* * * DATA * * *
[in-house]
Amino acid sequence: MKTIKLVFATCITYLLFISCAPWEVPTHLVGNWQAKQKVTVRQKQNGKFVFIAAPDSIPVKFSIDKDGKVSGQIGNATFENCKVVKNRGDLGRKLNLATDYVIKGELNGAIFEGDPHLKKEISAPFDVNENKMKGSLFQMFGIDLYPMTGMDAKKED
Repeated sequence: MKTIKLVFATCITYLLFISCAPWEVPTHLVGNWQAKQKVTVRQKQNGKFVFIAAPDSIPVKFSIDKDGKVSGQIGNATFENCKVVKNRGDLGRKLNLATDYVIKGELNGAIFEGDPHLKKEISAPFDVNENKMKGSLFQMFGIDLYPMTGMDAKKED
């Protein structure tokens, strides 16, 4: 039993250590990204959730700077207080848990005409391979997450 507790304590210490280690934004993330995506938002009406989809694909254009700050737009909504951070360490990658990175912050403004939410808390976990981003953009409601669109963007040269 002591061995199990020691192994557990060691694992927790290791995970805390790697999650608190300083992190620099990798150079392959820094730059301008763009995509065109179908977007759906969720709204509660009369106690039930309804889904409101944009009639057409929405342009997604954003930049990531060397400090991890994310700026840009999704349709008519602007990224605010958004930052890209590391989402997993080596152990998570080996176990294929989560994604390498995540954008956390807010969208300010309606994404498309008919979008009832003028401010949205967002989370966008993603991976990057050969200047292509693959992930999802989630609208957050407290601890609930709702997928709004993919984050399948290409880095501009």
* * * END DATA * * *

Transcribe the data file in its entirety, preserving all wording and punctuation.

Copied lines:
[in-house]
Amino acid sequence: MKTIKLVFATCITYLLFISCAPWEVPTHLVGNWQAKQKVTVRQKQNGKFVFIAAPDSIPVKFSIDKDGKVSGQIGNATFENCKVVKNRGDLGRKLNLATDYVIKGELNGAIFEGDPHLKKEISAPFDVNENKMKGSLFQMFGIDLYPMTGMDAKKED
Repeated sequence: MKTIKLVFATCITYLLFISCAPWEVPTHLVGNWQAKQKVTVRQKQNGKFVFIAAPDSIPVKFSIDKDGKVSGQIGNATFENCKVVKNRGDLGRKLNLATDYVIKGELNGAIFEGDPHLKKEISAPFDVNENKMKGSLFQMFGIDLYPMTGMDAKKED
């Protein structure tokens, strides 16, 4: 039993250590990204959730700077207080848990005409391979997450 507790304590210490280690934004993330995506938002009406989809694909254009700050737009909504951070360490990658990175912050403004939410808390976990981003953009409601669109963007040269 002591061995199990020691192994557990060691694992927790290791995970805390790697999650608190300083992190620099990798150079392959820094730059301008763009995509065109179908977007759906969720709204509660009369106690039930309804889904409101944009009639057409929405342009997604954003930049990531060397400090991890994310700026840009999704349709008519602007990224605010958004930052890209590391989402997993080596152990998570080996176990294929989560994604390498995540954008956390807010969208300010309606994404498309008919979008009832003028401010949205967002989370966008993603991976990057050969200047292509693959992930999802989630609208957050407290601890609930709702997928709004993919984050399948290409880095501009």